By Nate Seltenrich

As the “Fish-SMART” signs on local piers warn, the tissues of fish reeled in from San Francisco Bay waters can contain mercury or PCBs, but a new RMP report reminds us of a third contaminant of concern to human health: dioxins. The report, due out in October 2018 and prepared by staff of the San Francisco Estuary Institute and the SF Bay Regional Water Quality Control Board, confirms that while levels of this toxic contaminant in sediments nearshore have declined somewhat in the last few decades, dioxins persist in the food chain in fish such as white croaker. Dioxins are ending up in the Bay via atmospheric fallout and runoff. “Basically any burning process can potentially produce dioxins,” says SFEI scientist Don Yee, and even if individual sources aren’t large “it all adds up.”

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Dioxins Are Sticking Around Nearshore and in Fish, RMP Reports

By Nate Seltenrich

As the “Fish-SMART” signs on local piers warn, the tissues of fish reeled in from San Francisco Bay waters can contain mercury or PCBs, but a new RMP report reminds us of a third contaminant of concern to human health: dioxins. The report, due out in October 2018 and prepared by staff of the San Francisco Estuary Institute and the SF Bay Regional Water Quality Control Board, confirms that while levels of this toxic contaminant in sediments nearshore have declined somewhat in the last few decades, dioxins persist in the food chain in fish such as white croaker. Dioxins are ending up in the Bay via atmospheric fallout and runoff. “Basically any burning process can potentially produce dioxins,” says SFEI scientist Don Yee, and even if individual sources aren’t large “it all adds up.”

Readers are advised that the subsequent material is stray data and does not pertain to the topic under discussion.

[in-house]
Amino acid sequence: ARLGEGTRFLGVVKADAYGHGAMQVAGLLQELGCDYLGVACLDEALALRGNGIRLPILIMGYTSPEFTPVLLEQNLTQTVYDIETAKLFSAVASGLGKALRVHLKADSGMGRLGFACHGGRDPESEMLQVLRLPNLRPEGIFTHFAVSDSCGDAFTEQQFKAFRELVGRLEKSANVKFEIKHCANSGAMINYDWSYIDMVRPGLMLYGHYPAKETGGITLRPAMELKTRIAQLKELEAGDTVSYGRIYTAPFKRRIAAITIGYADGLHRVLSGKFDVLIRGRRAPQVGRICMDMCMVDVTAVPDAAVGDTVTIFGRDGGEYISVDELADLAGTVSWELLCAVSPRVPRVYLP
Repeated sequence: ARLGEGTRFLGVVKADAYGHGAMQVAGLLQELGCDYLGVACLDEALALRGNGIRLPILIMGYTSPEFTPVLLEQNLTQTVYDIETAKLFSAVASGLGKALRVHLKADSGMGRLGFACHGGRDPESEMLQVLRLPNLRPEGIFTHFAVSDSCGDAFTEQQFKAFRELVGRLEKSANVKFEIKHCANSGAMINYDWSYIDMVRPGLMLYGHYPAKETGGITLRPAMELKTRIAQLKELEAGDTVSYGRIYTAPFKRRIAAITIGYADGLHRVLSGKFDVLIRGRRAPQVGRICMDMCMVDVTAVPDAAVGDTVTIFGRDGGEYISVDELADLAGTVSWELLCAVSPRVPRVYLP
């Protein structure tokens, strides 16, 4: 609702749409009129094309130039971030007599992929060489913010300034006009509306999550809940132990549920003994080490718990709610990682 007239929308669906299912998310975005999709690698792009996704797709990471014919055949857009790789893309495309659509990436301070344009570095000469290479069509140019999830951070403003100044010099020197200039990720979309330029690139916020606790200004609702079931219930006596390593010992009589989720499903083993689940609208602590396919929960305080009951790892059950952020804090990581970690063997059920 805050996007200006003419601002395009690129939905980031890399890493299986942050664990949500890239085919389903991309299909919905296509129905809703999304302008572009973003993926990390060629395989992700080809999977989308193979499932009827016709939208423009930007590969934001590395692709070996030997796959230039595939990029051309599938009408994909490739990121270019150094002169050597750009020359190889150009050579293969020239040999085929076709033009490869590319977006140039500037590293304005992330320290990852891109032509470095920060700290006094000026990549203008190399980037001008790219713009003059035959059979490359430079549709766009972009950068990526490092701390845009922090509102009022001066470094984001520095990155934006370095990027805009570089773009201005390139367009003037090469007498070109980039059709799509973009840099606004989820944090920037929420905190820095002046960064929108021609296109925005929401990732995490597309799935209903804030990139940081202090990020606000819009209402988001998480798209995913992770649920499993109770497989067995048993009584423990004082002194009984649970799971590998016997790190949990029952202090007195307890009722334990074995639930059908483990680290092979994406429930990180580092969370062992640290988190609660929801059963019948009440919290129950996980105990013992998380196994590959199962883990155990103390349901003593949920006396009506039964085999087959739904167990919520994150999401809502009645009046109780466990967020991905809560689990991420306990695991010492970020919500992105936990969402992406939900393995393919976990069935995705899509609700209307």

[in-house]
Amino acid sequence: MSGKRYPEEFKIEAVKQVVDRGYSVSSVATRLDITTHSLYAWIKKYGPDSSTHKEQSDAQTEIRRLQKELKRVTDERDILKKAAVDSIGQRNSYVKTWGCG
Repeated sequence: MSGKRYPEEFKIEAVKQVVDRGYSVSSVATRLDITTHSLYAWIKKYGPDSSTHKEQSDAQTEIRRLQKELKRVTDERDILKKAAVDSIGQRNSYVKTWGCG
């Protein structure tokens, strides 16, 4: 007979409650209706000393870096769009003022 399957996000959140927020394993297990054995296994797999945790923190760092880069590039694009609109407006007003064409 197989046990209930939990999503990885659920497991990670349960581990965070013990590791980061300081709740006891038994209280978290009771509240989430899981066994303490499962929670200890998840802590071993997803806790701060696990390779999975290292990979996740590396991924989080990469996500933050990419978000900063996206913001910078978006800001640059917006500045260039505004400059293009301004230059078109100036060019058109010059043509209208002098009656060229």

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About the author

Nate Seltenrich is a freelance science and environmental journalist who covers infrastructure, restoration, and related topics for Estuary. He also contributes to the San Francisco Chronicle, Sonoma and Marin magazines, the journal Environmental Health Perspectives, and other local and national publications, on subjects ranging from public lands and renewable energy to the human health impacts of climate change. He lives in Petaluma with his wife, two boys, and four ducks. www.nate-reports.com